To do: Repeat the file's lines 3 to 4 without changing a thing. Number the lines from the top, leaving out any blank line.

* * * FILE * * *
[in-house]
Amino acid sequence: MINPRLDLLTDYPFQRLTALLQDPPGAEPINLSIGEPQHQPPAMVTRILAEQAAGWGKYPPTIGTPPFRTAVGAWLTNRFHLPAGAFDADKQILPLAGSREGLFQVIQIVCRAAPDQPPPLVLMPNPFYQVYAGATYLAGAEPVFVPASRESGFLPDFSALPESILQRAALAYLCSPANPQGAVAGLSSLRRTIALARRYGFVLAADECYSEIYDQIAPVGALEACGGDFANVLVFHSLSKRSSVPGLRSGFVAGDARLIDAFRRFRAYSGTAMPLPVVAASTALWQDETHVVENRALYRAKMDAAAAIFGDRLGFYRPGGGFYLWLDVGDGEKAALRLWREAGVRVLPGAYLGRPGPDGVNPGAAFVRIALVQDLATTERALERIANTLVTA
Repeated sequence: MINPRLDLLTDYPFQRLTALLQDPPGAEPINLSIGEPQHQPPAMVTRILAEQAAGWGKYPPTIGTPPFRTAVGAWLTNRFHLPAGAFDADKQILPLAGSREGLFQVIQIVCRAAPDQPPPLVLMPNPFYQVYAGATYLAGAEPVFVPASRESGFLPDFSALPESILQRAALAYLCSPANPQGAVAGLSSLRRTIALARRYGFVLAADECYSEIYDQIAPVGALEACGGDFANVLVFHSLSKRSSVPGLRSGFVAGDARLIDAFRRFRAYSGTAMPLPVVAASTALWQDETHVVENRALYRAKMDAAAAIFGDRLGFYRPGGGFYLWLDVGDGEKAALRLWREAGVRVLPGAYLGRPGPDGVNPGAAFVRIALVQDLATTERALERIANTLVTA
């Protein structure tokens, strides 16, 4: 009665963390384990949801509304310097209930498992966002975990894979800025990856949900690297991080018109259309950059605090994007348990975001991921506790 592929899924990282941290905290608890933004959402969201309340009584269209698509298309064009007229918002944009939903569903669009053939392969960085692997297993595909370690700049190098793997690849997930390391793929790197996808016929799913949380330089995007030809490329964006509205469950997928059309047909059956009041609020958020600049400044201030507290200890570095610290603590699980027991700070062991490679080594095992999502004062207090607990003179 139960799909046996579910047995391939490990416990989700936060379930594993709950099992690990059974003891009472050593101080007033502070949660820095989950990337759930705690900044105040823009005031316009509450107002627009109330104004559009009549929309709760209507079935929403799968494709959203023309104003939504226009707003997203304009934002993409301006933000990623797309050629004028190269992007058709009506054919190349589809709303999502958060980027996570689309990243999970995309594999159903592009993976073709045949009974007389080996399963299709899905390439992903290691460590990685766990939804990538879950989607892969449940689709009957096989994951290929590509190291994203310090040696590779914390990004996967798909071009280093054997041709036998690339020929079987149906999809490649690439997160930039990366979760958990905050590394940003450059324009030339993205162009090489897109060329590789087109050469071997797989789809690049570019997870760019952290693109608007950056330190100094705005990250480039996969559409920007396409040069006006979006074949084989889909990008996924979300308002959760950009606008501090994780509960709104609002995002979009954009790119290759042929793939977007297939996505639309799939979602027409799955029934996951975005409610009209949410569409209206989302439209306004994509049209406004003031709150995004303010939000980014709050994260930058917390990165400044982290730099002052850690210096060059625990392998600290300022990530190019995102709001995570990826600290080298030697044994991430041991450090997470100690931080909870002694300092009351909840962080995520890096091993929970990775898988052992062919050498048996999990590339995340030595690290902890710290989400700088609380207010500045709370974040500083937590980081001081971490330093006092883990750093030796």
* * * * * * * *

Repeated sequence: MINPRLDLLTDYPFQRLTALLQDPPGAEPINLSIGEPQHQPPAMVTRILAEQAAGWGKYPPTIGTPPFRTAVGAWLTNRFHLPAGAFDADKQILPLAGSREGLFQVIQIVCRAAPDQPPPLVLMPNPFYQVYAGATYLAGAEPVFVPASRESGFLPDFSALPESILQRAALAYLCSPANPQGAVAGLSSLRRTIALARRYGFVLAADECYSEIYDQIAPVGALEACGGDFANVLVFHSLSKRSSVPGLRSGFVAGDARLIDAFRRFRAYSGTAMPLPVVAASTALWQDETHVVENRALYRAKMDAAAAIFGDRLGFYRPGGGFYLWLDVGDGEKAALRLWREAGVRVLPGAYLGRPGPDGVNPGAAFVRIALVQDLATTERALERIANTLVTA
């Protein structure tokens, strides 16, 4: 009665963390384990949801509304310097209930498992966002975990894979800025990856949900690297991080018109259309950059605090994007348990975001991921506790 592929899924990282941290905290608890933004959402969201309340009584269209698509298309064009007229918002944009939903569903669009053939392969960085692997297993595909370690700049190098793997690849997930390391793929790197996808016929799913949380330089995007030809490329964006509205469950997928059309047909059956009041609020958020600049400044201030507290200890570095610290603590699980027991700070062991490679080594095992999502004062207090607990003179 139960799909046996579910047995391939490990416990989700936060379930594993709950099992690990059974003891009472050593101080007033502070949660820095989950990337759930705690900044105040823009005031316009509450107002627009109330104004559009009549929309709760209507079935929403799968494709959203023309104003939504226009707003997203304009934002993409301006933000990623797309050629004028190269992007058709009506054919190349589809709303999502958060980027996570689309990243999970995309594999159903592009993976073709045949009974007389080996399963299709899905390439992903290691460590990685766990939804990538879950989607892969449940689709009957096989994951290929590509190291994203310090040696590779914390990004996967798909071009280093054997041709036998690339020929079987149906999809490649690439997160930039990366979760958990905050590394940003450059324009030339993205162009090489897109060329590789087109050469071997797989789809690049570019997870760019952290693109608007950056330190100094705005990250480039996969559409920007396409040069006006979006074949084989889909990008996924979300308002959760950009606008501090994780509960709104609002995002979009954009790119290759042929793939977007297939996505639309799939979602027409799955029934996951975005409610009209949410569409209206989302439209306004994509049209406004003031709150995004303010939000980014709050994260930058917390990165400044982290730099002052850690210096060059625990392998600290300022990530190019995102709001995570990826600290080298030697044994991430041991450090997470100690931080909870002694300092009351909840962080995520890096091993929970990775898988052992062919050498048996999990590339995340030595690290902890710290989400700088609380207010500045709370974040500083937590980081001081971490330093006092883990750093030796």